Michigan War Studies Review
Reviews, surveys, original essays, and commentary in the field of military studies.
2020-105
7 Dec. 2020
Review by Stanley Shapiro, Wayne State University
Killer High: A History of War in Six Drugs
By Peter Andreas
New York: Oxford Univ. Press, 2020. Pp. ix, 338. ISBN 978–0–19–046301–4.
Descriptors: Volume 2020, 20th Century, 21st Century, Drugs Print Version

As countless observers have noted, warfare is among the most potent drugs ever conceived. Its chemical rush and emotional thrill, and the explosive mental and physical stimulation of battle provide uniquely dramatic moments in our personal histories. In Killer High, political scientist Peter Andreas (Brown Univ.) says exactly that, but too briefly and too late. Instead, he concentrates on the ancillary drugs that amplify and accelerate war. He identifies the historically most effective of these stimulants as alcohol, nicotine, caffeine, opium, amphetamines, and especially cocaine, heroin, and cannabis, and the internecine wars the latter three have spawned in Southeast Asia and Latin America. The others feel like obligatory and cursory additions to a long essay on contemporary drug-drenched conflicts.


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To put it more bluntly, the farther back in time Andreas goes, the less surefooted and original is his narrative; only the last sixty pages go beyond derivative synthesis or distillation of already available surveys. The chapter on alcohol, the oldest and most universal of his target drugs, is typical. At fifty-two pages, it is the book's longest chapter; well over a third of its 271 endnotes (and many of the quotations and anecdotes in the text proper) cite just three secondary surveys, and barely five draw on primary sources. The chapter on cocaine, however, is a notable exception. For readers, the general impression is of a skillful but unsatisfying encyclopedia-like text that skates in and out of memory. And the prefatory framework is not much help either.

Andreas's introduction grandly claims there are "key questions about both war and drugs that we cannot adequately answer without understanding their relationship" (2), but he offers no discernible scaffolding or rigorous method for clarifying that relationship. Sometimes he treats a given drug merely as an atmospheric for war, as in the case of coffee (breaks) or nicotine (time-outs); sometimes a drug is simply a potent pretext for war, like tea, for example, in the American Revolution. He comes closest to a drug (amphetamines) affecting the character or shape of war when he discusses the Nazi blitzkrieg tactics, incorporated into later wars. In fact such common inventions as radios and night goggles, or aspirin and penicillin, had much more to do with the evolution of modern warfare than any sexy drug.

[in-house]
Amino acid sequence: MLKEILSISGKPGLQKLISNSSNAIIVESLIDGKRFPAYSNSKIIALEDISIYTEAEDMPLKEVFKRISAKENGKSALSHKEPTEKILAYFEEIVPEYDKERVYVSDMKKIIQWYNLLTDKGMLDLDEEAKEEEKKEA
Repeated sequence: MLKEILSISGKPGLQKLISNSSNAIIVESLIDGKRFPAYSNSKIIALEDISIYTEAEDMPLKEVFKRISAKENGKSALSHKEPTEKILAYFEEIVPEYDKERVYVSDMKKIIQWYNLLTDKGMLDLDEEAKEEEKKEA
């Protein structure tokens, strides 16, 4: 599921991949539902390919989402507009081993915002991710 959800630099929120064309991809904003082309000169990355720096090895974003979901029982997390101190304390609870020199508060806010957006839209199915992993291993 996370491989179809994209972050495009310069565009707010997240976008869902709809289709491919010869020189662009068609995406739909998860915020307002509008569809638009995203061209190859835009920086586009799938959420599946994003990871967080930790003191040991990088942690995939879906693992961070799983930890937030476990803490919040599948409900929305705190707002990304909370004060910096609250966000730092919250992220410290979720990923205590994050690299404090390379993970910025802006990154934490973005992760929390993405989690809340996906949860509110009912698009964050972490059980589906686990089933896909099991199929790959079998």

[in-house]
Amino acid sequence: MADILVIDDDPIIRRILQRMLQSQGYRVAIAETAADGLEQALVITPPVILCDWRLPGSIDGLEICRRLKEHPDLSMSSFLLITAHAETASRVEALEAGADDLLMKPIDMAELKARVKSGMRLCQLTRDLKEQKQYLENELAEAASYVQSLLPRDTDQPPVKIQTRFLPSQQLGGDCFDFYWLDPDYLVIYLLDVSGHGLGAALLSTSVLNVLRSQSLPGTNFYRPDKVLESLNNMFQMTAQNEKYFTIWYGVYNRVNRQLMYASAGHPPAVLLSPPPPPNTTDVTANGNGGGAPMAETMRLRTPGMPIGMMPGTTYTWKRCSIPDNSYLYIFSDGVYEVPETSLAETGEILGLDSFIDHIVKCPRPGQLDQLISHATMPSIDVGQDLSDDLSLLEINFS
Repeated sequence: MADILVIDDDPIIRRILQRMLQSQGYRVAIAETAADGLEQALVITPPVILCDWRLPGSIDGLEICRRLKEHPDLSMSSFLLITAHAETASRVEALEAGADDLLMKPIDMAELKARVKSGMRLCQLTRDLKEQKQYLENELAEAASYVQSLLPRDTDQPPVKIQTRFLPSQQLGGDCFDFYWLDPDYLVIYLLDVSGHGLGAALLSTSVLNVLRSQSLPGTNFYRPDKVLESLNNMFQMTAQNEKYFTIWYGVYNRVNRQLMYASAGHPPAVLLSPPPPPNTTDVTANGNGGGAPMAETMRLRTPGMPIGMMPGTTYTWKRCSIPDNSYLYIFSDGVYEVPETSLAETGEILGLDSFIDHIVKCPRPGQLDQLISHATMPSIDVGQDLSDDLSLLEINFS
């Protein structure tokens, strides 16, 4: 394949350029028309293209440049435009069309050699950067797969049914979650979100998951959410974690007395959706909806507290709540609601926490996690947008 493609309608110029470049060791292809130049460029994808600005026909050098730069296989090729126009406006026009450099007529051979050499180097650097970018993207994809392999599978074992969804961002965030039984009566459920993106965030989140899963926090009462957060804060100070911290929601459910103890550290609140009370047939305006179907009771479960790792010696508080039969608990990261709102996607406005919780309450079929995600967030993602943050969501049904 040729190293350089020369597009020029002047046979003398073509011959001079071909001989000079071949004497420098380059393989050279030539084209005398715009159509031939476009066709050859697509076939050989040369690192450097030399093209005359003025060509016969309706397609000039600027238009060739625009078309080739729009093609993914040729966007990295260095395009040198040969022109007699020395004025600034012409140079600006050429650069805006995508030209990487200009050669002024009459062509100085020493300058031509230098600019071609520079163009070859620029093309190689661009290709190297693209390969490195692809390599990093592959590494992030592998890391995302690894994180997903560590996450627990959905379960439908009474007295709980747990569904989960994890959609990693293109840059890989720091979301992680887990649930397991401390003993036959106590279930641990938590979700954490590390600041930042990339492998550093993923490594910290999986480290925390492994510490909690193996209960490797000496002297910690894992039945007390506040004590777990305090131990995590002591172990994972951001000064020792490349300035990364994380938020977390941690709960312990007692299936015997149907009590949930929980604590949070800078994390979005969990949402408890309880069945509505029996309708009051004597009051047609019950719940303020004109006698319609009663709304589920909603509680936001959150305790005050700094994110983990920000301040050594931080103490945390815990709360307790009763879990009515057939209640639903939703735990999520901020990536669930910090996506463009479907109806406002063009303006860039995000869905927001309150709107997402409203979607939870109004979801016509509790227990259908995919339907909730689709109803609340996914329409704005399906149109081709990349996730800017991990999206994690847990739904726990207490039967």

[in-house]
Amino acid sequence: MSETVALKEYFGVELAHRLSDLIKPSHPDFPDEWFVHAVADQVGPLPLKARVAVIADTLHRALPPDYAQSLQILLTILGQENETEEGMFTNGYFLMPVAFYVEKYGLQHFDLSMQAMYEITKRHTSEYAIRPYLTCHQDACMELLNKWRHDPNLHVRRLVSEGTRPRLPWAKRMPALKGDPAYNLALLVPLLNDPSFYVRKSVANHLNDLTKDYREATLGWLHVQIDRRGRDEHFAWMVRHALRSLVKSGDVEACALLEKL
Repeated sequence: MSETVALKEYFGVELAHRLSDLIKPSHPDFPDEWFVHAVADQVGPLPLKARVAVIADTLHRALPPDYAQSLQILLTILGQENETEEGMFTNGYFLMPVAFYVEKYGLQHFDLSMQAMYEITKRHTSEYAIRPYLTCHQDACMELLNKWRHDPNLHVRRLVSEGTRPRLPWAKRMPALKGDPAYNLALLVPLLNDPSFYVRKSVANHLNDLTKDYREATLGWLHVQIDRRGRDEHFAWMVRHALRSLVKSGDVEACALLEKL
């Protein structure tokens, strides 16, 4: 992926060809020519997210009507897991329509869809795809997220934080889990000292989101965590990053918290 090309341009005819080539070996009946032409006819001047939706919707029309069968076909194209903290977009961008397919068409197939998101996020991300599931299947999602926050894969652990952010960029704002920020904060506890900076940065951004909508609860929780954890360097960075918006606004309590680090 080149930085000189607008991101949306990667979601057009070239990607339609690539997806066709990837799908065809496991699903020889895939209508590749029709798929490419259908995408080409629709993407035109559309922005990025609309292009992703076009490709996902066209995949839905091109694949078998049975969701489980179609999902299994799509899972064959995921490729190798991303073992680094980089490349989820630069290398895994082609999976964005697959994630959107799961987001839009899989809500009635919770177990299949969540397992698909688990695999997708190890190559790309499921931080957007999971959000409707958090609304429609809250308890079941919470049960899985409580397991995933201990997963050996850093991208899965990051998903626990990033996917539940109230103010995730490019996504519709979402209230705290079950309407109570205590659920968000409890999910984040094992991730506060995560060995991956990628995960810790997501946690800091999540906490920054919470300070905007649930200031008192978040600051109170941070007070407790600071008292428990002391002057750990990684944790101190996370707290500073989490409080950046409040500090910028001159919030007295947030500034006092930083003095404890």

Andreas ignores the antithesis of his argument—the uses of his chosen drugs in antiwar contexts. Cannabis, alcohol, and opium were as often escape hatches as facilitators of combat. His eclectic approach to each drug yields a succession of disjointed chapters despite the book title's implication that drugs form a single bright line linking one war to another.

Killer High, in the end, offers more color than substance. Nonetheless, Andreas insists that his history has a serious scholarly intention—to "make sense of why we are where we are and even where we might be headed" (251). The latter being, seemingly, the sort of "militarized drug wars" of Latin America, where commercial networks or cartels wage informal, protracted, flexible, and intermittently savage combat. But nothing preceding the book's final chapter points in that direction. Moreover, at this late juncture in the book, Andreas abandons any conventional definition of war as entailing the pursuit of a stable coercive government apparatus within sovereign borders by an organized and bureaucratic state (e.g., Somalia, Sudan, Ethiopia, Afghanistan, the Caliphate) in favor of a metaphorical notion of belligerence. The "drug wars" he describes are criminal enterprises dedicated to reaping huge profits, constantly shifting in their fortunes with no clear endgame. Lacking any disciplined focus, Andreas confuses terrorists with insurgents, war with violence, armies with gangs, El Chapo with Osama bin Laden.

These criticisms aside, Killer High is easy reading and its unusual and ambitious panorama of drugs on modern battlefields will enlighten interested lay readers. Consider it, if you will, a primer of sorts for the likely biological and chemical atrocities of the future.

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